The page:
KPAC Blog

The KPAC Blog features classical music news and analysis from South Texas and around the world. From a detailed look at Wagner's masterpiece "Parsifal," to an inside look at the Latin Grammys, the KPAC Blog features writings about some of the music played on air as well as other interviews and essays about classical music.

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Update: The three-month strike by Fort Worth Symphony musicians is over. Musicians on Wednesday voted to approve a new contract. The agreement was reached after two days of federal mediation.

Jonas Becker

Mischievous imaginary creatures populate the folklore of Norway, and they loom large in the music of Edvard Grieg, whose home was even named “Troldhaugen (Troll Hill).” From “Peer Gynt,” with its spooky “Mountain King” music, to the “Elves Dance” in Grieg’s “Lyric Pieces,” the composer drew on Norse folklore and folk melodies for his piano tunes, and even the majestic A minor concerto, probably his most famous work. Pianist Alice Sara Ott pairs the concerto with a dozen of these delightful...

http://www.youtube.com/watch?v=F1GD-qlhm2E Ennio Morricone is as about close as a film composer can come to being a household name — and, at age 88, he's still going strong. This year, he was signed to a new record label and has now released a new recording, Morricone 60 , named for the number of years he's been in the business. Morricone, who composed the memorable soundtracks for Sergio Leone's classic 1966 spaghetti western The Good, The Bad and The Ugly and Quentin Tarantino's 2015...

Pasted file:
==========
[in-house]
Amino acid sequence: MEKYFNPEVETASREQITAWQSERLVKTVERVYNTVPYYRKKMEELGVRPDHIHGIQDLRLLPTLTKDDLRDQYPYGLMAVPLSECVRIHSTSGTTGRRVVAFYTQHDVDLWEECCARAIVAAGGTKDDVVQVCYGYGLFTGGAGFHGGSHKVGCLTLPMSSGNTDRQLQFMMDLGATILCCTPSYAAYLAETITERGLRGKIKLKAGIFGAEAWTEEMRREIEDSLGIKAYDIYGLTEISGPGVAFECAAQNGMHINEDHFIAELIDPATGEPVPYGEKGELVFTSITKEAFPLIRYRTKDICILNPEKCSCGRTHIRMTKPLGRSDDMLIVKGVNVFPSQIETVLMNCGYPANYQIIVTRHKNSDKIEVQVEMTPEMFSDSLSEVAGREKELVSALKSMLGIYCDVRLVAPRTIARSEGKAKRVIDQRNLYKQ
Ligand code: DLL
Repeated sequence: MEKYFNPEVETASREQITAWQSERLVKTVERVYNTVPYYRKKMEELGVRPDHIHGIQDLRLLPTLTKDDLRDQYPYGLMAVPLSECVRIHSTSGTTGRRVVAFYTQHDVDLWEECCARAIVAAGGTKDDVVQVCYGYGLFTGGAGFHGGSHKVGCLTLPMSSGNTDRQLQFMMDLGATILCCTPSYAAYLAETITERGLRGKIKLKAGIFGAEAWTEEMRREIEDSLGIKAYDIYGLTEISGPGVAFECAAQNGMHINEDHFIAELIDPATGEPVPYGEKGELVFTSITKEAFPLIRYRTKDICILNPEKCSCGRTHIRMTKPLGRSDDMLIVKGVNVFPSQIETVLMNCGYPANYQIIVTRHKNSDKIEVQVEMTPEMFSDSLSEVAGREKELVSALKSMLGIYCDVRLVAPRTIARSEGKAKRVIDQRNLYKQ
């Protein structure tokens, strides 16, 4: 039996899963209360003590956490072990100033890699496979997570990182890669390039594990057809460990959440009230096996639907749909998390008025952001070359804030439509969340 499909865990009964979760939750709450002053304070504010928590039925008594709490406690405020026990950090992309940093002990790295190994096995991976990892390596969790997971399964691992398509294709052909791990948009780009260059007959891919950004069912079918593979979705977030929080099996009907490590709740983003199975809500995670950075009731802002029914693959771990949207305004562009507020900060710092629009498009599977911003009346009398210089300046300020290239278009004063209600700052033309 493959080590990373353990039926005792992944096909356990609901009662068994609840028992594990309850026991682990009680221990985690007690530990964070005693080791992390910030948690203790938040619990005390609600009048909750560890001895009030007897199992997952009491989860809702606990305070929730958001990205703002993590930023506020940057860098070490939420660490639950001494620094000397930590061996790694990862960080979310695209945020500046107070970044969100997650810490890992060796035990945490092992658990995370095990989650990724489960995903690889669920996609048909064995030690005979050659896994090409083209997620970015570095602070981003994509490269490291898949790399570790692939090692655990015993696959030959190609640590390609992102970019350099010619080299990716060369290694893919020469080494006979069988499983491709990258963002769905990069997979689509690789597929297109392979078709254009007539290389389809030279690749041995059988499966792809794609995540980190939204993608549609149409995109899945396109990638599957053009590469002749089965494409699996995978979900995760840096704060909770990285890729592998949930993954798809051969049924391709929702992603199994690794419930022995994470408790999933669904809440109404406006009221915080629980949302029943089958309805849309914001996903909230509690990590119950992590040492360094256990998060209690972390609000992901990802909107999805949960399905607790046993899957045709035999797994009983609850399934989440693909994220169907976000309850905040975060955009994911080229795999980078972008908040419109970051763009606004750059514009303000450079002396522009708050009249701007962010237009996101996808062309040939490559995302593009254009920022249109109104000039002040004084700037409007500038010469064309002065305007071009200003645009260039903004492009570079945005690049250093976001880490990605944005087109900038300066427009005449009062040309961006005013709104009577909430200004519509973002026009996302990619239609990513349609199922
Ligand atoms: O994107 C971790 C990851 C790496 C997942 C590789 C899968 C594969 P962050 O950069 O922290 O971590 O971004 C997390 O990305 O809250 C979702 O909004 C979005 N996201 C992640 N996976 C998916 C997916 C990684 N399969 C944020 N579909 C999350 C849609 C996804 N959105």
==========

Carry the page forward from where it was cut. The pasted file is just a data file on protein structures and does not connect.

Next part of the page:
Copyright 2016 NPR. To see more, visit http://www.npr.org/. ARI SHAPIRO, HOST: A pipe organ thought to have been ruined in the September 11 terrorist attacks is now making music again. The organ was in Trinity Church, just a few blocks from Ground Zero in New York. When the towers fell, the organ was covered by dust and debris. After years in storage it has been restored. And it has a new home, a church outside Atlanta. Bradley George of Georgia Public Broadcasting reports. BRADLEY GEORGE,...

Ryan Speedo Green  ( @RyanSpeedoGreen ) is the bass-baritone taking the opera world by storm. A recent New York Times review of the Metropolitan Opera’s La Bohème called him a show stopper. But life for Green didn’t start out that way. The African-American singer was born to poor parents, endured a violent childhood and was placed in juvenile detention before he reached his teens. And then, he turned his life around in ways he and those around him could scarcely have imagined. His story is...

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